Desmond O'Boyle

Host

I was born and raised in Grand Junction, Colorado. We didn’t have a television in our house as a family, and I grew up listening to Prairie Home Companion and Car Talk. I started working in college radio at KMSA hosting a heavy metal program when I was 18. After earning my Associates at Mesa State, I relocated to the Pacific Northwest, and continued my education at the University of Oregon. (Go Ducks!) I earned my B.S. in Journalism in 2011.

I started interning at KLCC in Eugene in 2011, and worked there for five years as a Weekend Edition / All Things Considered Host and reporter.  I chose to re-locate to Colorado June, 2016 to be closer to my family. I started at KUNC in September, 2016. It is my goal to deliver solid, objective journalism to the people of Northern Colorado through my local reporting and NPR.

I also enjoy camping, skiing, and disc golf. I’ve been playing the Great Highland Bagpipe since I was 12. 

Jeremy Marshall iPhone Photography / Flickr

Public lands are in the spotlight following the Trump administration’s decision to shrink two national monuments in Utah by 2 million acres. Both monuments included tribal land.

As the the 2018 Outdoor Retailers Summer Market gears up for its opening in Denver this July, tribal leaders have planned a summit — including the Colorado Commission of Indian Affairs, Colorado Outdoor Recreation Industry Office, and NativesOutdoors — to discuss public lands management, outdoor recreation and new opportunities to collaborate.

Photo courtesy of Eco-Cycle

Colorado lags behind the nation when it comes to recycling. According to a new report, the state’s recycling rate is 12 percent, far below the national average of 34 percent.

“It’s America Recycles Day, but unfortunately Colorado is downright trashy,” said Danny Katz, director of the Colorado Public Interest Research Group. “We might think of ourselves as a green state, but on average, each Coloradan is putting seven pounds of trash a day in landfills.”

Rozzie Sanders via Flickr / Flickr

A lot of parents may use a tablet, smartphone or other device to help their child get to sleep. What could be the harm in allowing a few minutes of playing a game or reading a picture book on a tablet? According to a sweeping review of research published in the journal Pediatrics, parents shouldn’t be in a hurry to get rid of paper books just yet.

Researchers have long documented that kids and teens who stare at their screens are more likely to experience sleep disruption.

CU Boulder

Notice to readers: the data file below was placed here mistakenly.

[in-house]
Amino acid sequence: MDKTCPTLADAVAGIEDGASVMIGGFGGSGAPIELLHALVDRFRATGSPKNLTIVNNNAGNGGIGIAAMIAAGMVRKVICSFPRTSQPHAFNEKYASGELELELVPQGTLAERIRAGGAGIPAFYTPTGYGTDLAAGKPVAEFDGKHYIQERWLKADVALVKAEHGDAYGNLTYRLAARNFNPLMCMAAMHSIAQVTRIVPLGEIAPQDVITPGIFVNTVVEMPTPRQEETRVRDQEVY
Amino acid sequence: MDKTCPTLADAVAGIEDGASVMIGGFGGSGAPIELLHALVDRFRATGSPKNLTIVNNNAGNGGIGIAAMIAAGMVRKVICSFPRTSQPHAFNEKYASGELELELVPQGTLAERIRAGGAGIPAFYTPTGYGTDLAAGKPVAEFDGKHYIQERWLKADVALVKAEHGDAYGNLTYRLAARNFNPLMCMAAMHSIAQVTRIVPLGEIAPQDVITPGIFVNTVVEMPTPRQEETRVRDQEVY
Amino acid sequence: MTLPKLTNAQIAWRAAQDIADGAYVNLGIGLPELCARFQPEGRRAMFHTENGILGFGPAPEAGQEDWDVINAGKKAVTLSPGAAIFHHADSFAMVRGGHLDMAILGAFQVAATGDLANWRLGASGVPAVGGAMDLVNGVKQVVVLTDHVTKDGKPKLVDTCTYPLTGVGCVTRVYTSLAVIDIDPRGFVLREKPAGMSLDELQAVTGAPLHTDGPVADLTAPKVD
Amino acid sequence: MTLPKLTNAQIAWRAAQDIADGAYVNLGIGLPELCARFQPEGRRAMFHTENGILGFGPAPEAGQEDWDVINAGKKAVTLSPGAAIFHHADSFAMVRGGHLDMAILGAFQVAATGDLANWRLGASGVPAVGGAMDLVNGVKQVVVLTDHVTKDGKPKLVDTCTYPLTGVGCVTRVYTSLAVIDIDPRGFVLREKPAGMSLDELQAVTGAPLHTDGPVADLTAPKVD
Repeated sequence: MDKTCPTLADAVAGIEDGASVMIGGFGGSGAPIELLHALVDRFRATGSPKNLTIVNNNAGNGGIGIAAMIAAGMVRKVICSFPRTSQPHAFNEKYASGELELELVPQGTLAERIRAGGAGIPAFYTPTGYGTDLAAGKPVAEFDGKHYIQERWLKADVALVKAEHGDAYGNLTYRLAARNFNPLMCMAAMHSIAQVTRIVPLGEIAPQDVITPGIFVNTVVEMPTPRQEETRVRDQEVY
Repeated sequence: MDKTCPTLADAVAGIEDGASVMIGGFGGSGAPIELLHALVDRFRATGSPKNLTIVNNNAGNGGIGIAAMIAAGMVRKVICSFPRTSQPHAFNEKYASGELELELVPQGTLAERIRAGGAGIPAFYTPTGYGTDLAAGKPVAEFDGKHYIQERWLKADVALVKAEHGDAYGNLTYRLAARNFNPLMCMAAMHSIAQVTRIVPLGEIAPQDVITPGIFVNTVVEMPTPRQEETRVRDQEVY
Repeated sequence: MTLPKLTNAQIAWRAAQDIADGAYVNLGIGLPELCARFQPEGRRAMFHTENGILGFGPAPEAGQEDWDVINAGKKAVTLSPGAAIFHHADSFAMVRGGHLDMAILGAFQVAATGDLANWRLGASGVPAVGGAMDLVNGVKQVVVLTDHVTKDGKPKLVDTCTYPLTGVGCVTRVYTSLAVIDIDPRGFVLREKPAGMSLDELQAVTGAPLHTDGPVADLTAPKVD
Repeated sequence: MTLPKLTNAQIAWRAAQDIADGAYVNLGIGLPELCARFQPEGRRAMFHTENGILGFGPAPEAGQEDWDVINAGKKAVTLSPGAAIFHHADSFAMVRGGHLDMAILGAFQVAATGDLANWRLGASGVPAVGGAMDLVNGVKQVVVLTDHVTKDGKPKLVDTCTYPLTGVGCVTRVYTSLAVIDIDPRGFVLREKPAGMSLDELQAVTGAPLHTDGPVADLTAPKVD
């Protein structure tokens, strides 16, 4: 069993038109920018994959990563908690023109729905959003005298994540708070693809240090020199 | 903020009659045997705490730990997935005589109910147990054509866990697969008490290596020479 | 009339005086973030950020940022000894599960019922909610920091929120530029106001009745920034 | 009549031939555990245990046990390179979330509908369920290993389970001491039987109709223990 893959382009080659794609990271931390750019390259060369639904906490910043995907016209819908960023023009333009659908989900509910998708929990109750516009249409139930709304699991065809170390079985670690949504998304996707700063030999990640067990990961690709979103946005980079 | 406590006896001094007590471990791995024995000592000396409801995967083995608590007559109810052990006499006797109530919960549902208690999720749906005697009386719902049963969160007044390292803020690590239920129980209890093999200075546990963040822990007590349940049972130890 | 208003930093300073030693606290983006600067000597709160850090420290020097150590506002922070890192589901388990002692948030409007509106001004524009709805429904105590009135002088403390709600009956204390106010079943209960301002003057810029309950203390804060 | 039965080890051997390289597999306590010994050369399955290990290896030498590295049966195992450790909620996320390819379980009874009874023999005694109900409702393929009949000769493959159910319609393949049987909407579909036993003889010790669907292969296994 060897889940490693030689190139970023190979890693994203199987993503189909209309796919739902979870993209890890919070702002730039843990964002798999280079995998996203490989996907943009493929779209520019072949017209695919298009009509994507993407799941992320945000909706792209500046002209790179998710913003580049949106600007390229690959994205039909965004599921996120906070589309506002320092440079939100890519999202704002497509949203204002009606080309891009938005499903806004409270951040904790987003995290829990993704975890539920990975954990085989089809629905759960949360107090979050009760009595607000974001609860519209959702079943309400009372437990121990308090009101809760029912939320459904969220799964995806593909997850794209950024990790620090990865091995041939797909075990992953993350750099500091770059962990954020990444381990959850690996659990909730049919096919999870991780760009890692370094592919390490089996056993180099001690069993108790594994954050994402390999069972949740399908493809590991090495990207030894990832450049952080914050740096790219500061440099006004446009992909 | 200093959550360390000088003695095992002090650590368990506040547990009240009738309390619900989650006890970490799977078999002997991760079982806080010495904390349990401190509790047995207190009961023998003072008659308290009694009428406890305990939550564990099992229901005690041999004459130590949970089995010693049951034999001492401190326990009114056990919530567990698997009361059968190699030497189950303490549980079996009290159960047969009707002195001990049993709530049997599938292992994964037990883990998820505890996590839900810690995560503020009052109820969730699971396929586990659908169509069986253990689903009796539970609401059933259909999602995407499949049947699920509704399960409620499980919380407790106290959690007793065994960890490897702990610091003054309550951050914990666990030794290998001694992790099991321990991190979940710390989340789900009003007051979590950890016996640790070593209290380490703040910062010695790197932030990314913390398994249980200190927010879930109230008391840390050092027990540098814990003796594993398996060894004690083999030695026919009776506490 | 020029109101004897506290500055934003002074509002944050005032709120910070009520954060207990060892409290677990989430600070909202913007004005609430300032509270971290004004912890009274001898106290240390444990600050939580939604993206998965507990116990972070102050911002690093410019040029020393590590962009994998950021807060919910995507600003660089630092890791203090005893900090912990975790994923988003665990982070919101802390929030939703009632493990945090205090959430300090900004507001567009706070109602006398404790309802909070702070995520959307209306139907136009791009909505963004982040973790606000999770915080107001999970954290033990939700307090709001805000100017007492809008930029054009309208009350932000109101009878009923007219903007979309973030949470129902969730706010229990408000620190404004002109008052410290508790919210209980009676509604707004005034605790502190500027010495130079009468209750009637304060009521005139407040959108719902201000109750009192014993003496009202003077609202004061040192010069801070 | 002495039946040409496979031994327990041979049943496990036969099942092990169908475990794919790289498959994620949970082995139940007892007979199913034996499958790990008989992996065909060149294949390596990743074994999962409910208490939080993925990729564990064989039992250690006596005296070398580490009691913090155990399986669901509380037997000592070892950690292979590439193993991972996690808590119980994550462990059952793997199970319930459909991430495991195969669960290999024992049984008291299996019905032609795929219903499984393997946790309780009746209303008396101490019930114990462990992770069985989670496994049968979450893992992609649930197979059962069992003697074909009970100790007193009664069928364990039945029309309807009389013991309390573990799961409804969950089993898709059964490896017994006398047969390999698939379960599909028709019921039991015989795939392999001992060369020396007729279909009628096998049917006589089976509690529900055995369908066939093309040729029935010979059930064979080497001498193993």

In 1977, NASA launched two space probes to explore deep space and expand our view of the solar system. 40 years later, Voyager 1 and 2 are still sending back images to the amazement of scientists -- including University of Colorado Boulder’s Fran Bagenal. She’s a professor at CU Boulder’s Laboratory for Atmospheric and Space Physics, and

“It was completely nuts to see these new worlds for the first time,” says Bagenal. “And each time these new images would come up on the camera and you’d be going, ‘What are we seeing now?’”

Craig Hawkins / Flickr

Colin Kaepernick still doesn’t have a team. While many are accusing the NFL of colluding against Kaepernick for his political beliefs -- highlighted when he took a knee during the national anthem last season -- two new studies suggest there may be more subtle forces at work.

University of Colorado

If you want to learn something about human history, DNA analysis can reveal a lot, including about migration patterns. Ancient humans moved around a lot; by studying their DNA, scientists can get an idea of where groups of people came from.

But when human DNA isn’t an option, where do scientists turn? For this group of researchers -- turkeys.

Wasatch Defense Lawyers

The Colorado Department of Transportation wants to know if having access to a mobile breathalyzer decreases a person's risk of getting another DUI.

“We know that about 40 percent of the DUI’s in Colorado involve people that had a previous DUI,” says Sam Cole, communications manager at CDOT. “The thought is that we can get these devices in their hands, they are much more knowledgeable about what their level of impairment is, and [it] may actually prevent them from driving drunk.”

Vice President Pence / Twitter

Republicans in the U.S. Senate today released a health plan meant to replace former President Obama’s Affordable Care Act. Colorado’s two senators, Republican Cory Gardner and Democrat Michael Bennet have reacted.

Bennet criticized Republicans for crafting the bill behind closed doors.

"Instead of writing a bill in secret and rushing to pass it before an arbitrary deadline, we should work in a bipartisan and transparent way to provide more predictability, affordability and transparency to give Coloradans the health care system they deserve," said Bennet in a statement.

NASA

Since it established its orbit in 2004, Cassini has continued to thrill scientists -- and the public -- with images and data  of Saturn’s rings and atmosphere. One of the excited scientists is University of Colorado Boulder’s Larry Esposito.

Photo by Maj. Guy Hayes / Army Medicine

In the wake of two dogs testing positive for rabies, the Colorado Department of Public Health and Environment wants pet owners and livestock owners to make sure their animals’ rabies shots are up to date.

The two dogs -- one in Yuma, one in Weld County -- had to be euthanized after showing symptoms of rabies. These were the first reported cases of rabies in Colorado dogs since 1974. 

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